Think of all the great songs you know and all the wonderful guitar players you have heard.The reason they resonate so much with you is because they write magical chord progressons or riff & licks you connect with.These songs become the soundtrack to your life.The emotional impact they have of on you is specific and can focus and effect your mood instantly.The following thoughts are to do with the mathematical element conected to music and how chords are made or constructed.Chords are the vertical arrangement of notes from a scale. The study of chords is called Harmony. Harmony is concerned with how one or more notes interact, and how they follow each other.
Many people define chords as several notes played simultaneously. It must be pointed out that it is possible to play music of a chordal nature on the flute, trumpet, or a lone human voice, all three being monophonic instruments. Since obviously monophonic instruments cannot play a stacked chord where the notes are sounded simultaneously; the chords are implied. A simpler way of viewing this is that when chord tones are played as an arpeggio on a monophonic instrument the human ear interprets that there is a harmonic structure. We therefore define a chord as the basic element of harmony. To start with we will look at examples of the most basic chord, the triad.
The triad is a class of chords, specifically three-note chords formed by this formula: 1-3-5 or root, third, fifth. In this example they are constructed of two consecutive thirds.
There are four kinds:
If we juxtapose these three notes (the root, major third and perfect fifth) they can be structured or ‘voiced’, C-E-G, E-G-C or G-C-E. No matter what order the three notes (called voices) are in they still create a C major chord. It does not matter if the voices are the singers in a choir or the instruments of an orchestra, if the notes are all either C, E, or G we simply have a gigantic sounding C chord.The two consecutive intervals produced by these voicings would be:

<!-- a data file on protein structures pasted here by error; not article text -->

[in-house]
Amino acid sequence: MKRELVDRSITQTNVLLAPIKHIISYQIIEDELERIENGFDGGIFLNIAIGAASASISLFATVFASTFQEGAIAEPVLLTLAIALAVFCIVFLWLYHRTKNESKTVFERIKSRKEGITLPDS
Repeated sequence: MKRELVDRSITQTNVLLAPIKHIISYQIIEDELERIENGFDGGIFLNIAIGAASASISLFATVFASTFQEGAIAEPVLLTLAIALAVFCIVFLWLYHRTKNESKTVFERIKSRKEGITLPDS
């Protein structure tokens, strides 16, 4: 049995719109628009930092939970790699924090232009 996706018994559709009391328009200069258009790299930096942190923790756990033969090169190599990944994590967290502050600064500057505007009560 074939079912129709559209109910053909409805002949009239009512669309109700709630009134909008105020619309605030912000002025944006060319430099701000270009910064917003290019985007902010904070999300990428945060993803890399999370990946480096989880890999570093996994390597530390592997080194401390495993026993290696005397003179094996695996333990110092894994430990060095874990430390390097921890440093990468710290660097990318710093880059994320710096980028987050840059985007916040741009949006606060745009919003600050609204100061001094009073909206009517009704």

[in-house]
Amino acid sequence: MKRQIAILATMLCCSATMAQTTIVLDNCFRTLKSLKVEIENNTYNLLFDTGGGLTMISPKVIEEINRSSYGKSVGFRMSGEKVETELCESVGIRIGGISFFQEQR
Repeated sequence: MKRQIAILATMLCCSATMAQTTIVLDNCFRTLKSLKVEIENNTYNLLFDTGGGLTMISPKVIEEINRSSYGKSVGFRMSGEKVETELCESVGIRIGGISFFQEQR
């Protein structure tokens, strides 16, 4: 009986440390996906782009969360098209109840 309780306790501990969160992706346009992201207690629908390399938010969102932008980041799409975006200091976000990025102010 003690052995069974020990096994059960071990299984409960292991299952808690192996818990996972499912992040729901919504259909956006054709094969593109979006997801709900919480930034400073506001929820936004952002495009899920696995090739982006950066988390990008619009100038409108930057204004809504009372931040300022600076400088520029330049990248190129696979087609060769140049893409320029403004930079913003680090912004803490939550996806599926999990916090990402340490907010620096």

If the root (C) is on the bottom this voicing is called root position. If the third (E) is on the bottom it is called first inversion. If the fifth (G) is on the bottom this voicing of the triad is called second inversion.
Since there are only three possible voicings of a triad it is relatively easy to hear them in that they are a common feature of the past two centuries of traditional harmonic structures in Western music. The use of the exponentially more complex voicings arising from 4-voice, 5-voice and larger chords is more challenging. Some 4-voice chords are used in traditional, ‘classical’ and church music but others such as the diminished seventh were strictly forbidden in early sacred music as they contained the tritone interval; the mathematical halfway point in the octave which allegedly sounded Satanic. Other 4-voice chords were not used in symphonic and ‘classical’ music until the French Impressionist era and in modern jazz. All triads and 4-voice chords are built within the octave, or eight-note scale which encompasses the do-re-mi-fa-sol-la-ti-do of the major scale, for instance, or the scale steps 1-2-3-4-5-6-7-8; eight being the octave where the pattern starts over again.
All triadic and therefore, common, chords can be constructed the same way : using the 1 3 5 formula. Take the C scale, for instance :
This works for any scale, and whether the chord formed is minor or major depends on the scale: the I, IV, V chords are major, and the rest are minor, with the seventh being diminished.
Some Four-Voice Chords
All chords are made up of interlocking or overlapping intervals. An interval may be defined as the distance between two notes. The names of the chords are derived from the intervals that they are built from. In order of smallest to largest the ascending intervals (and distance in semitones) within the octave from a middle C would be as follows:
The dreaded tritone, six semitones up from the root (and six down from the octave), is harmonically bewildering, being neither fish nor fowl, exactly halfway from nowhere; one interval with two names (enharmonic in 12-tone equal temperament), the augmented 4th and the diminished 5th. Likewise, the enharmonic augmented 5th and minor 6th are eight semitones up from the root.